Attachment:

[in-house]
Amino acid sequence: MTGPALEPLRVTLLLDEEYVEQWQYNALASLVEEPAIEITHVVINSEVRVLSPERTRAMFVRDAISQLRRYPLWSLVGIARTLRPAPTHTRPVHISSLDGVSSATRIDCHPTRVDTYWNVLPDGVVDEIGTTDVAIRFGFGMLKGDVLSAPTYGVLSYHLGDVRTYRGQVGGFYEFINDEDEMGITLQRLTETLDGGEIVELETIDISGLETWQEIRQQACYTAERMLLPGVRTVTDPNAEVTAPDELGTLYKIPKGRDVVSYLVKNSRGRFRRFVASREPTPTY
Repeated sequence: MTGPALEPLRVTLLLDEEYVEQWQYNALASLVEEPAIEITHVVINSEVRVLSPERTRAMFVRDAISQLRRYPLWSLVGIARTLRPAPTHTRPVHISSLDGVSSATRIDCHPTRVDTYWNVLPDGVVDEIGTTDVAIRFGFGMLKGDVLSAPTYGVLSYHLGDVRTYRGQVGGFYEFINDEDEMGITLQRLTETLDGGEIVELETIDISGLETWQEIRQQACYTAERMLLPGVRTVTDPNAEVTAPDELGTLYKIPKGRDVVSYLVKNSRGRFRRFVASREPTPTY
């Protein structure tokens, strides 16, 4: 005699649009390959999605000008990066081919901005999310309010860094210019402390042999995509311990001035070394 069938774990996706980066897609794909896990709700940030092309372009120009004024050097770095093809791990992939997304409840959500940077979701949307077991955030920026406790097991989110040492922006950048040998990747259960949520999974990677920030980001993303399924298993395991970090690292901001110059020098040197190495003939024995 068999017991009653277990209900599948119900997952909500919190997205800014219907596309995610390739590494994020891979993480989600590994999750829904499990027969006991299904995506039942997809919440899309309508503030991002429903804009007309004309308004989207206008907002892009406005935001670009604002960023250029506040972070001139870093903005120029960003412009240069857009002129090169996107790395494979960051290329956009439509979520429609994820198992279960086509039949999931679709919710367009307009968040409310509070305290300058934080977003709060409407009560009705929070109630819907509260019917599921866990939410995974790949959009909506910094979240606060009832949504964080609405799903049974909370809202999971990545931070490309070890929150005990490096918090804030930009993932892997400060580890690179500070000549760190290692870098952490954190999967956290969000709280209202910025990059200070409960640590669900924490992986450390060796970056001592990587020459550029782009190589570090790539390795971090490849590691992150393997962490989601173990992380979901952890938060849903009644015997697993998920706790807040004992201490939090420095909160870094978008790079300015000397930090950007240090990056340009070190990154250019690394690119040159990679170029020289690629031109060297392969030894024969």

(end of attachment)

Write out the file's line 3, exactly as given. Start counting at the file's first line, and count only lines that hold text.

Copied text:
Repeated sequence: MTGPALEPLRVTLLLDEEYVEQWQYNALASLVEEPAIEITHVVINSEVRVLSPERTRAMFVRDAISQLRRYPLWSLVGIARTLRPAPTHTRPVHISSLDGVSSATRIDCHPTRVDTYWNVLPDGVVDEIGTTDVAIRFGFGMLKGDVLSAPTYGVLSYHLGDVRTYRGQVGGFYEFINDEDEMGITLQRLTETLDGGEIVELETIDISGLETWQEIRQQACYTAERMLLPGVRTVTDPNAEVTAPDELGTLYKIPKGRDVVSYLVKNSRGRFRRFVASREPTPTY